Organics and the circular economy

organics circular economy

Organics recycling is a perfect example of the circular economy in action. John McKew, National Executive Officer, Australian Organics Recycling Association, explains.

Before I commenced in the role of National Executive Officer for the Australian Organics Recycling Association (AORA) in June 2022, I cannot recall hearing the term ‘circular economy’. Perhaps I had, but it certainly never resonated or intrigued me enough to further investigate the understanding or application more fully. 

With my previous background predominantly focused on farming/agriculture/primary production, it was clearly not as prevalent a concept, as it is within the recycling industries. Regardless, it is now a term that seems to be ubiquitous – a quick web search uncovers 193,000,000 results for ‘circular economy’.

I anticipated that locking down a consistent definition would be quite difficult based on my initial search results but there are some consistencies (pleasingly) on what I uncovered. 

The common themes include references to sharing, reusing, repairing, refurbishing, and recycling existing materials and products; minimising/eliminating/recapturing waste; the application of restorative or regenerative activities. In practice, a circular economy model implies reducing waste to a minimum. When a product reaches the end of its life, its materials are kept within the economy wherever possible thanks to recycling. 

Eminently sensible, especially when we consider the potential positive contributions including reducing the demand for raw materials that would slow down the use of natural resources, reduce landscape and habitat disruption; reducing harmful greenhouse gas emissions and aid in climate change mitigation; the economic benefits to consumers.

Furthermore, once I started delving into the AORA Roadmap, Vision 2031, I discovered a key sentence …. the circular economy works best in organics recycling, because it is, in effect, the industrialisation of a natural process.  

This makes perfect sense, but then the more I thought about it in the broader sense, I became concerned that we might have missed some important foundation steps to achieving the ideals of a circular economy. For example, what about (circular) collaboration and (circular) communication/education? Are they implied within the circular economy model or is there a need to address these needs in advance of believing a circular economy can be derived in their absence?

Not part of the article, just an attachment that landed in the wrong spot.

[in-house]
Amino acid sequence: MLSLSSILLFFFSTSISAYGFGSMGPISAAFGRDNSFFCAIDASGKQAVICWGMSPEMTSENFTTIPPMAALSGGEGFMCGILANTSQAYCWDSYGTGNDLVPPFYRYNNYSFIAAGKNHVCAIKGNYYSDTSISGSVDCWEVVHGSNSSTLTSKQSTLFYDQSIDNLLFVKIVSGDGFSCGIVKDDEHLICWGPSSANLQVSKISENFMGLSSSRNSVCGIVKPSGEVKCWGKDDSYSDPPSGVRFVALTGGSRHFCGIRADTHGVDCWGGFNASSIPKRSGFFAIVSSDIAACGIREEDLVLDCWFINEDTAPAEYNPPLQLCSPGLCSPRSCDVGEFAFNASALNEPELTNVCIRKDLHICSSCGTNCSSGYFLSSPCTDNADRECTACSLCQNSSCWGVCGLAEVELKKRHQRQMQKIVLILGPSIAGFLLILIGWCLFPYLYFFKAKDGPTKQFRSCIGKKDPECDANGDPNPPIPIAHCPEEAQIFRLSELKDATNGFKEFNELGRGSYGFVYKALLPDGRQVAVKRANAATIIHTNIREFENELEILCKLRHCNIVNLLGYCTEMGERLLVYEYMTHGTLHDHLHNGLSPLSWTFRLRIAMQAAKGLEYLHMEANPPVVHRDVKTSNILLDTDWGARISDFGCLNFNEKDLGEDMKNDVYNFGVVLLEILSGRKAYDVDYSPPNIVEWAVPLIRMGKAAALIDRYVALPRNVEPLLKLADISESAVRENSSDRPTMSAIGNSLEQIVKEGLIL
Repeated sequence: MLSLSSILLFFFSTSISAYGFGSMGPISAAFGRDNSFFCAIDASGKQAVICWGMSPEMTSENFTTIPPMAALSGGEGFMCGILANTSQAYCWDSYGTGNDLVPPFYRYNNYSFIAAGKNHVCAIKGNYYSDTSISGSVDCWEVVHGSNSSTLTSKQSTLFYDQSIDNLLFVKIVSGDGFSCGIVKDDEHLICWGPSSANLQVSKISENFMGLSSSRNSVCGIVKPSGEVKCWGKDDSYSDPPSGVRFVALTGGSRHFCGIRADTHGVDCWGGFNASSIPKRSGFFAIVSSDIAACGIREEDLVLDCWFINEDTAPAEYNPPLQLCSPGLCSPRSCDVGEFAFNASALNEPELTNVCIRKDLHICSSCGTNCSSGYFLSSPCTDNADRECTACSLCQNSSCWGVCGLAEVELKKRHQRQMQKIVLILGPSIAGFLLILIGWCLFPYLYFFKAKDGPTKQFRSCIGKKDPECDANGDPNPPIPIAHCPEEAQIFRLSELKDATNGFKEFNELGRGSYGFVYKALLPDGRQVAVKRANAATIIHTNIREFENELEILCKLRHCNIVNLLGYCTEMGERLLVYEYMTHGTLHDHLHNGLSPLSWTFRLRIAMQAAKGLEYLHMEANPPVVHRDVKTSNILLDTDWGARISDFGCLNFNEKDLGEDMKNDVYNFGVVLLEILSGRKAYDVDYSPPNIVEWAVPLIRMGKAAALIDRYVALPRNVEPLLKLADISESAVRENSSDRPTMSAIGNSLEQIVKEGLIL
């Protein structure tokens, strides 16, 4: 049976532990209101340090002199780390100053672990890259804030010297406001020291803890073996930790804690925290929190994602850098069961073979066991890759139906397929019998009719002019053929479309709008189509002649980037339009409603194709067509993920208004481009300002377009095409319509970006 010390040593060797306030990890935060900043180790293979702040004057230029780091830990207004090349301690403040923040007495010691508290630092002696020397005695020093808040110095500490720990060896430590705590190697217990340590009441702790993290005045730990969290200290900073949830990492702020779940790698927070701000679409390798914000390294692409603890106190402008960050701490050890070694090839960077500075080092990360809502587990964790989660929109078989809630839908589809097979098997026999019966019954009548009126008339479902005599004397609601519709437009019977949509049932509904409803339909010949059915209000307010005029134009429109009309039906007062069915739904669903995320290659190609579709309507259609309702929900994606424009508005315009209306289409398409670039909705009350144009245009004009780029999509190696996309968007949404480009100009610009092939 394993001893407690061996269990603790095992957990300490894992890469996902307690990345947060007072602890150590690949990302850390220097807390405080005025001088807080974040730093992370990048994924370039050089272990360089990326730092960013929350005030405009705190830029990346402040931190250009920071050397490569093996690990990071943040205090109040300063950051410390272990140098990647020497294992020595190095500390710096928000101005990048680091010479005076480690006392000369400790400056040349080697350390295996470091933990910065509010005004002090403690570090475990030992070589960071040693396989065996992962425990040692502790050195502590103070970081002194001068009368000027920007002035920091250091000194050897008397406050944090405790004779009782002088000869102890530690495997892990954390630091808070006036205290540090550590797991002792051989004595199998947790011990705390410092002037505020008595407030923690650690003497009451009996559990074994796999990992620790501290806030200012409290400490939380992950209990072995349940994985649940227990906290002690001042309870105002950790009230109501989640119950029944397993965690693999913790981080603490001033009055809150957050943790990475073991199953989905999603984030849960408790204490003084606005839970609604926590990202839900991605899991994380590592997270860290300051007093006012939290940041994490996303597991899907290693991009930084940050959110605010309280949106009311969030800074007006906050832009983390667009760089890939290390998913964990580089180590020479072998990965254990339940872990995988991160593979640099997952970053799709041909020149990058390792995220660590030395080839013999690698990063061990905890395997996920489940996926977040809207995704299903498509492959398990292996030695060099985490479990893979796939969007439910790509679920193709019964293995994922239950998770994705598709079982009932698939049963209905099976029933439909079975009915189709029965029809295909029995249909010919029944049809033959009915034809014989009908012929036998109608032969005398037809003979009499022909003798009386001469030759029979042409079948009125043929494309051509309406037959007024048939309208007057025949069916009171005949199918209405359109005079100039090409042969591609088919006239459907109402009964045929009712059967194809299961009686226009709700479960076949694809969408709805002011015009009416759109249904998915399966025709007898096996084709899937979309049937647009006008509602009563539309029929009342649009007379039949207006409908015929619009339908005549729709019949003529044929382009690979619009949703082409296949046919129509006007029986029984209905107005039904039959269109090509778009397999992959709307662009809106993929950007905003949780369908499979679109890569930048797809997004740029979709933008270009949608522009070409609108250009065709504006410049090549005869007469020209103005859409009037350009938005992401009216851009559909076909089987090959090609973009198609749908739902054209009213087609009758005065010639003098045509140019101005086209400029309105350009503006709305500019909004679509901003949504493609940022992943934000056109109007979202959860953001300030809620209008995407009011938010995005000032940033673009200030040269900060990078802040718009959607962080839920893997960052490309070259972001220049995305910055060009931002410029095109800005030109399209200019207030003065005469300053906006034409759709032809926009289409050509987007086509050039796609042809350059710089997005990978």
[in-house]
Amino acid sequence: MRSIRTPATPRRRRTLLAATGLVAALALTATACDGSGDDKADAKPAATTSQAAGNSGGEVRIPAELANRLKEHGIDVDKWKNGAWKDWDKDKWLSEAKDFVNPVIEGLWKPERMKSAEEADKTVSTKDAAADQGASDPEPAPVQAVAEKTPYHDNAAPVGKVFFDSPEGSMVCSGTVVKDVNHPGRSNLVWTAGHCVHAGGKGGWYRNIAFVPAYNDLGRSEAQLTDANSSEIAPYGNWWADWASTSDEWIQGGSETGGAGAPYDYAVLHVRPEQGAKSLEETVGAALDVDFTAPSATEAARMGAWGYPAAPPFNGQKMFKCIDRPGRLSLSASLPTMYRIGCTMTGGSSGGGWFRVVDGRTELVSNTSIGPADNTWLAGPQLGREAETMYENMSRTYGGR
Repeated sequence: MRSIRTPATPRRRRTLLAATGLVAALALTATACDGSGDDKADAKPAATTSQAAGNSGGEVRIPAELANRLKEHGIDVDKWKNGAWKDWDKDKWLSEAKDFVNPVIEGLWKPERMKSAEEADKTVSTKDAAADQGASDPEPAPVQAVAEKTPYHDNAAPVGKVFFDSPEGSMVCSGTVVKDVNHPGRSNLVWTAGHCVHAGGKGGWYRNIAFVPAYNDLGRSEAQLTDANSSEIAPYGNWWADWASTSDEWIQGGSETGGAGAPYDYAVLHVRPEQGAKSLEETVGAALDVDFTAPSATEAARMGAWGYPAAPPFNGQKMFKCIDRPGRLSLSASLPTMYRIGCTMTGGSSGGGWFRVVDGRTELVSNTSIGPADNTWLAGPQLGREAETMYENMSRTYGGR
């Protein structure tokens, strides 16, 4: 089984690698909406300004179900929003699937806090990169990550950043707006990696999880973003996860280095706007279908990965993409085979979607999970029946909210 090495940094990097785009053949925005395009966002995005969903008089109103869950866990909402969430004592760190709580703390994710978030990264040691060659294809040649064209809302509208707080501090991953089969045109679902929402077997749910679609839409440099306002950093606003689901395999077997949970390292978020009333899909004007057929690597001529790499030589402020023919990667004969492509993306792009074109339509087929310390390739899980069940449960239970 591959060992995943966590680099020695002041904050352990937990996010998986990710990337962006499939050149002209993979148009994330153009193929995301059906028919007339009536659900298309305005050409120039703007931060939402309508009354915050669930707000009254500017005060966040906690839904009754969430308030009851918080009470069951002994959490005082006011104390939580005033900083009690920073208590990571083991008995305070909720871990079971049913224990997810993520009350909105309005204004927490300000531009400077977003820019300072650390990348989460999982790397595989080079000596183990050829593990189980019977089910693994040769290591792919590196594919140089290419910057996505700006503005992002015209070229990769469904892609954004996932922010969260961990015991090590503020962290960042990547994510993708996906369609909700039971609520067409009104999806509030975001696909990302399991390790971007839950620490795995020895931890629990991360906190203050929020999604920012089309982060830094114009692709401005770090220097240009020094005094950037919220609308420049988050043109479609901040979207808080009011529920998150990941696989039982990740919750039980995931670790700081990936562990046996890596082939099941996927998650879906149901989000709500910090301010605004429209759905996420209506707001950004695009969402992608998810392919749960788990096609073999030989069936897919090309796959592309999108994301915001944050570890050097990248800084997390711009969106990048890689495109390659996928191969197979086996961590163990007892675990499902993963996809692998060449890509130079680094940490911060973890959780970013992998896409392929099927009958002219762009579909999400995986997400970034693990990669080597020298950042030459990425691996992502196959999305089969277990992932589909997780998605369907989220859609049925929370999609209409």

Effective collaboration and communication/education strategies are vitally important when you have a wide ambit of stakeholders (all with different needs, motivations, etc.), different processes and products, varying end-use needs, etc. 

Actually, effective collaboration and communication/education strategies are important whenever you want to introduce change and have that change imbedded. And this is what the circular economy is about – it is about changing how we manage and think about a large number of processes and products that in the past, we took for granted and didn’t think too much about. Afterall, the product life cycle concept has traditionally been a marketing tool, not a circular economy tool.

So where does the Australian organics recycling industry, which AORA (Australian Organics Recycling Association) represents as the peak industry body, fit into this? As said in Vision 2031, the circular economy works best in organics recycling. It is a great example of what can be achieved through a successful circular economy model if we have effective collaboration and communication/education strategies. 

But there is still a way to go in many areas of Australia towards achieving circularity for GO (garden organics), FO (food organics); FOGO is proving to be challenging in some areas. 

Producing valuable end-use products from organics recycling such as compost, mulches and soil conditioners, all of which can be extremely valuable inputs to a number of end-use markets, including primary production (i.e., growing food and fibre), parks and gardens and road construction, will be impeded if we cannot ‘tell’ the story of how this is achieved, why it is important and how everyone involved needs to play a part and how. We need to keep the story simple, but how is the next big question for us to tackle.  

For one, I think we need to draw the connections clearly – recycling your organics waste carefully enables a clean feedstock stream for the organics recycling processing industry. The offset of this is that contamination, especially any non-organics, impedes the organics recycling process and can compromise the end product. That is costly to manage and will undermine the circularity. 

The actual organics recycling process is largely natural – it uses nature’s own processes to take organic material which will break-down and decompose – using a little time, air, light and from time-to-time, a little agitation of the material to turn it over and keep the natural process working effectively.

After a relatively short period of time, organic material has turned from something we once didn’t think too much about throwing into a bin, to a high-quality product that looks like very fertile, rich garden soil and for someone who previously worked in farming/agriculture/primary production, it looks like a product you could use to grow almost anything with.

Organics recycling is absolutely a wonderful example of the circular economy in action. Instead of organics ending up in landfill, it is processed naturally into a valuable end-use product for another use/life. If we can implement effective collaboration and communication/education strategies in support of organics recycling – draw the linkages between both ends of the process, we have a greatly improved chance of success. That success will ultimately benefit everyone. 

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